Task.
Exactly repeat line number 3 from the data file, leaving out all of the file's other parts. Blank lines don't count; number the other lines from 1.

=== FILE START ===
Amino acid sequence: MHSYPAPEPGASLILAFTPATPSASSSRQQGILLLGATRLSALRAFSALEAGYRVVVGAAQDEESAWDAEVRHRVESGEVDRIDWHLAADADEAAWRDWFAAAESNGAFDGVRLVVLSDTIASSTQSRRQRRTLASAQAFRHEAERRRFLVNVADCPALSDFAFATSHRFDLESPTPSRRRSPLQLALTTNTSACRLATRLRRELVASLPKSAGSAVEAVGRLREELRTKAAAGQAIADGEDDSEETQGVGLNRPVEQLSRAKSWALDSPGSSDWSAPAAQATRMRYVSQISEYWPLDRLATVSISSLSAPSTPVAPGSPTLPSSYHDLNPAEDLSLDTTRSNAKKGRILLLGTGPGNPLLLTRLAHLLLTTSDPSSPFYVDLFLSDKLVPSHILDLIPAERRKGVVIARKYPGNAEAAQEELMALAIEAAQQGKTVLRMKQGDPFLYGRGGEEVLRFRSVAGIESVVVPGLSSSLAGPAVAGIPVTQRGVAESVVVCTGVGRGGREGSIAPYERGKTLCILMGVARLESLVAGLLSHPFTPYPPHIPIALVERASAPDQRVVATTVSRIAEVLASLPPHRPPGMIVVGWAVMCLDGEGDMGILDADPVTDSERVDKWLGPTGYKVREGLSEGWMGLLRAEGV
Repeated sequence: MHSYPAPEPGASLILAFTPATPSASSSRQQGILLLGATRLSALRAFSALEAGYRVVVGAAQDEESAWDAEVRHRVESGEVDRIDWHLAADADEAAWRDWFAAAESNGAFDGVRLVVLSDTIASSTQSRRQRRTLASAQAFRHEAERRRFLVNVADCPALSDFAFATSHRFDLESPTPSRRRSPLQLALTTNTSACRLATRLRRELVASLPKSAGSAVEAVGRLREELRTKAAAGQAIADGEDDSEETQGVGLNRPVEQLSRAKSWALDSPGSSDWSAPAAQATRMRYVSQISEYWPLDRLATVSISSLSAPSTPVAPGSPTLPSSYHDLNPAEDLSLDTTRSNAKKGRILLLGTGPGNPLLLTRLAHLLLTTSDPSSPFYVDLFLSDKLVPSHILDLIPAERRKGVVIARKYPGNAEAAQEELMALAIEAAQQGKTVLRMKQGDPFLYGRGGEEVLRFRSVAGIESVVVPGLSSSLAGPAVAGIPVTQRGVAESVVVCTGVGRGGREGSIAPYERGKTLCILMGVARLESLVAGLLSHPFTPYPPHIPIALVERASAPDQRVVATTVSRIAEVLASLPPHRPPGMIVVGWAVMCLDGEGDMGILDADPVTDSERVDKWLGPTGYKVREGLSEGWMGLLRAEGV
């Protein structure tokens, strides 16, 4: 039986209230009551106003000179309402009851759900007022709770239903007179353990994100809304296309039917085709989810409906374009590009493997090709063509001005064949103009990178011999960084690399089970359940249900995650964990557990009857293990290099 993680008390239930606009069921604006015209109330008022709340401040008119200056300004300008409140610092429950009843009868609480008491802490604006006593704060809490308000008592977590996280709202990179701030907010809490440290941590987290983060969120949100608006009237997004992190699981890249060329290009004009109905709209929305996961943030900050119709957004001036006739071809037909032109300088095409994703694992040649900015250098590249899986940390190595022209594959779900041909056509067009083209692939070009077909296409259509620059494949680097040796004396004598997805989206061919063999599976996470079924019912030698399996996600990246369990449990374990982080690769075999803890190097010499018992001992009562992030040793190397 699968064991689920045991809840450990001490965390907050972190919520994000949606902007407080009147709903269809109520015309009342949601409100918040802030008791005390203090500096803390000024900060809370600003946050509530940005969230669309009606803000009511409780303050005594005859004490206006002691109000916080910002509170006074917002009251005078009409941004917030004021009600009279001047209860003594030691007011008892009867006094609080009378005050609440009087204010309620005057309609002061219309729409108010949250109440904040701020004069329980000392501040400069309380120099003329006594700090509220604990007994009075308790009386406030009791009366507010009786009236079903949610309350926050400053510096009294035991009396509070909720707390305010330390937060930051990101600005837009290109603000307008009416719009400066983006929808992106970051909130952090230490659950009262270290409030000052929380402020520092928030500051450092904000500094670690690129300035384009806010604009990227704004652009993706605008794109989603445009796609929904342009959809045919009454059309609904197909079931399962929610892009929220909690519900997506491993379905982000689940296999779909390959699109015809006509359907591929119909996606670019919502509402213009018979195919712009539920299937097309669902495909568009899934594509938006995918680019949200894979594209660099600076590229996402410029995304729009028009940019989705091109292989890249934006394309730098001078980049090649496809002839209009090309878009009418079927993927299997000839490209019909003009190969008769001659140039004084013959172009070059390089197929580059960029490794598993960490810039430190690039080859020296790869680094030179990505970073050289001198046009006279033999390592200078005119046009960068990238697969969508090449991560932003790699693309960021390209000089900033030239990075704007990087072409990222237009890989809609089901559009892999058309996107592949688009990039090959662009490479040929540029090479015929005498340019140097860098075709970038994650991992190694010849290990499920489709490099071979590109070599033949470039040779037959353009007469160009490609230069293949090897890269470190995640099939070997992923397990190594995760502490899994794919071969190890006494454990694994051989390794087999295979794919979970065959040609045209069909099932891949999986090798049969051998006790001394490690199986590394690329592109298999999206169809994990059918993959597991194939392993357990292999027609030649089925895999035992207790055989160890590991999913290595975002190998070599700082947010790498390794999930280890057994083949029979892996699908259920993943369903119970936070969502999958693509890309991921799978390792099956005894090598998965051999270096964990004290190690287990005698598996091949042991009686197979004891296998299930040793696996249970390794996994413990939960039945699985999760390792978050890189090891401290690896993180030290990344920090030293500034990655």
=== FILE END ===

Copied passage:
């Protein structure tokens, strides 16, 4: 039986209230009551106003000179309402009851759900007022709770239903007179353990994100809304296309039917085709989810409906374009590009493997090709063509001005064949103009990178011999960084690399089970359940249900995650964990557990009857293990290099 993680008390239930606009069921604006015209109330008022709340401040008119200056300004300008409140610092429950009843009868609480008491802490604006006593704060809490308000008592977590996280709202990179701030907010809490440290941590987290983060969120949100608006009237997004992190699981890249060329290009004009109905709209929305996961943030900050119709957004001036006739071809037909032109300088095409994703694992040649900015250098590249899986940390190595022209594959779900041909056509067009083209692939070009077909296409259509620059494949680097040796004396004598997805989206061919063999599976996470079924019912030698399996996600990246369990449990374990982080690769075999803890190097010499018992001992009562992030040793190397 699968064991689920045991809840450990001490965390907050972190919520994000949606902007407080009147709903269809109520015309009342949601409100918040802030008791005390203090500096803390000024900060809370600003946050509530940005969230669309009606803000009511409780303050005594005859004490206006002691109000916080910002509170006074917002009251005078009409941004917030004021009600009279001047209860003594030691007011008892009867006094609080009378005050609440009087204010309620005057309609002061219309729409108010949250109440904040701020004069329980000392501040400069309380120099003329006594700090509220604990007994009075308790009386406030009791009366507010009786009236079903949610309350926050400053510096009294035991009396509070909720707390305010330390937060930051990101600005837009290109603000307008009416719009400066983006929808992106970051909130952090230490659950009262270290409030000052929380402020520092928030500051450092904000500094670690690129300035384009806010604009990227704004652009993706605008794109989603445009796609929904342009959809045919009454059309609904197909079931399962929610892009929220909690519900997506491993379905982000689940296999779909390959699109015809006509359907591929119909996606670019919502509402213009018979195919712009539920299937097309669902495909568009899934594509938006995918680019949200894979594209660099600076590229996402410029995304729009028009940019989705091109292989890249934006394309730098001078980049090649496809002839209009090309878009009418079927993927299997000839490209019909003009190969008769001659140039004084013959172009070059390089197929580059960029490794598993960490810039430190690039080859020296790869680094030179990505970073050289001198046009006279033999390592200078005119046009960068990238697969969508090449991560932003790699693309960021390209000089900033030239990075704007990087072409990222237009890989809609089901559009892999058309996107592949688009990039090959662009490479040929540029090479015929005498340019140097860098075709970038994650991992190694010849290990499920489709490099071979590109070599033949470039040779037959353009007469160009490609230069293949090897890269470190995640099939070997992923397990190594995760502490899994794919071969190890006494454990694994051989390794087999295979794919979970065959040609045209069909099932891949999986090798049969051998006790001394490690199986590394690329592109298999999206169809994990059918993959597991194939392993357990292999027609030649089925895999035992207790055989160890590991999913290595975002190998070599700082947010790498390794999930280890057994083949029979892996699908259920993943369903119970936070969502999958693509890309991921799978390792099956005894090598998965051999270096964990004290190690287990005698598996091949042991009686197979004891296998299930040793696996249970390794996994413990939960039945699985999760390792978050890189090891401290690896993180030290990344920090030293500034990655």